• Discounts and special offers
  • Subscriber-only articles and interviews
  • Breaking news and trending topics

Already a subscriber?

By signing up, you accept Moneywise's Terms of Use, Subscription Agreement, and Privacy Policy.

Not interested ?

Calculating your Social Security benefit

The average monthly Social Security benefit for a retired worker is $1,909 (as of January 2024). But that number could be much less if you don’t work and contribute to the plan for a full 35 years.

The amount of your benefit is determined by calculating the average indexed monthly earnings (AIME) from the 35 highest-earning years of your working life, which is adjusted for the cost of living.

If you don’t work the full 35 years, the Social Security Administration (SSA) fills in those gaps with $0 for each year missing. So, if you only work 25 years, your 35 highest-earning years would include 10 years of $0 in earned wages, bringing down your overall average.

Basically, your AIME can be used to determine your primary insurance amount (PIA), which would be the amount you receive if you claim your benefit at full retirement age. You can calculate your PIA by adding:

  • 90% of the first $1,174 of your AIME
  • 32% of your AIME from $1,174 to $7,078
  • 15% of your AIME over $7,078

To estimate your benefit, the SSA has a number of handy tools on its website, which can help you understand the impact of working fewer than 35 years.

Ultimately, if you retire early, you’ll reduce your monthly benefit. And, if you claim your benefits before your full retirement age (around age 67), you’ll reduce your benefits by about 0.5% on average each month, further reducing that monthly check.

Meet Your Retirement Goals Effortlessly

The road to retirement may seem long, but with WiserAdvisor, you can find a trusted partner to guide you every step of the way

WiserAdvisor matches you with vetted financial advisors that offer personalized advice to help you to make the right choices, invest wisely, and secure the retirement you've always dreamed of. Start planning early, and get your retirement mapped out today.

Get Started

Other considerations for early retirement

Medical expenses: If you’re in your 30s, 40s or 50s and in good health, consider that retiring early will leave you without employer-provided medical insurance. And you won’t be eligible for Medicare until age 65. That means you’d have to pay for private medical insurance or pay for medical expenses out-of-pocket, which can quickly add up.

Compounding interest: You’ll also miss out on the benefits of compounding interest if you’re not saving for retirement in your 30s, 40s or 50s. It’s not just how much you’d contribute during that time, but how much interest you’d be earning on the interest that has compounded over decades.

Unexpected expenses: If you have any unexpected expenses (like medical care), you might have to dip into your nest egg early. While that reduces your overall retirement savings, you’ll also have to pay an early withdrawal penalty from tax-deferred accounts, such as 401(k)s and traditional IRAs. Plus, any withdrawal counts as income, so you’ll also have to pay income tax on it.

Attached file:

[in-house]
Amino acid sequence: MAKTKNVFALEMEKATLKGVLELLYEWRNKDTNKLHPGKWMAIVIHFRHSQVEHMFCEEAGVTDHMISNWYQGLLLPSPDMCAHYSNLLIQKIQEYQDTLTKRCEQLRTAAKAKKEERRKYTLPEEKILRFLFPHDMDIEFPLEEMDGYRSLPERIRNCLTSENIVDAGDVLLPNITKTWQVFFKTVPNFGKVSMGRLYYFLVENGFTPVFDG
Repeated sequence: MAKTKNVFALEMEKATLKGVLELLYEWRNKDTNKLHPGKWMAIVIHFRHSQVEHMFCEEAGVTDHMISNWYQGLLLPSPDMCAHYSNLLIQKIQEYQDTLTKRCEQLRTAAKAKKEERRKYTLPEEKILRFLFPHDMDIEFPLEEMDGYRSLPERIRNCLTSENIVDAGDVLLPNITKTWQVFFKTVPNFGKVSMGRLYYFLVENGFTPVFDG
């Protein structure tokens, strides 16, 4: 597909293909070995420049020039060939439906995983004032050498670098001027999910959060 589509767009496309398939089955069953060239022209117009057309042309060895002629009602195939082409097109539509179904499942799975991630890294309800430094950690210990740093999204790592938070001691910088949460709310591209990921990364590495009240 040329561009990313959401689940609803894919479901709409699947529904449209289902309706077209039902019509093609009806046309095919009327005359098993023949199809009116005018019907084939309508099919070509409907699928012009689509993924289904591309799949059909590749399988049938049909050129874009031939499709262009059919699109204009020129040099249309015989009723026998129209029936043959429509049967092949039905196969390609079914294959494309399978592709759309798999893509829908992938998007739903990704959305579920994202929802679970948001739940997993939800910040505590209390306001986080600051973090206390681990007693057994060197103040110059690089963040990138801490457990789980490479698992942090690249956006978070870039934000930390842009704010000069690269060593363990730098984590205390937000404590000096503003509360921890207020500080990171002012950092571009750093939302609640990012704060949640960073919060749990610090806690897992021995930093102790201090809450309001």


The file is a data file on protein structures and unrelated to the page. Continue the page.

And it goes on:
On the flip side, if you find yourself a bit bored in early retirement, you may end up taking on some gig work or starting a side hustle. In that case, you’ll need to report your income and pay taxes, which in turn would boost your Social Security benefits — and could help you retire more comfortably in the long run.

Sponsored

Meet Your Retirement Goals Effortlessly

The road to retirement may seem long, but with WiserAdvisor, you can find a trusted partner to guide you every step of the way

WiserAdvisor matches you with vetted financial advisors that offer personalized advice to help you to make the right choices, invest wisely, and secure the retirement you've always dreamed of. Start planning early, and get your retirement mapped out today.

About the Author

Vawn Himmelsbach

Vawn Himmelsbach

Freelance Contributor

Vawn Himmelsbach is a journalist who has been covering tech, business and travel for more than two decades. Her work has been published in a variety of publications, including The Globe and Mail, Toronto Star, National Post, CBC News, ITbusiness, CAA Magazine, Zoomer, BOLD Magazine and Travelweek, among others.

What to Read Next

Disclaimer

The content provided on Moneywise is information to help users become financially literate. It is neither tax nor legal advice, is not intended to be relied upon as a forecast, research or investment advice, and is not a recommendation, offer or solicitation to buy or sell any securities or to adopt any investment strategy. Tax, investment and all other decisions should be made, as appropriate, only with guidance from a qualified professional. We make no representation or warranty of any kind, either express or implied, with respect to the data provided, the timeliness thereof, the results to be obtained by the use thereof or any other matter.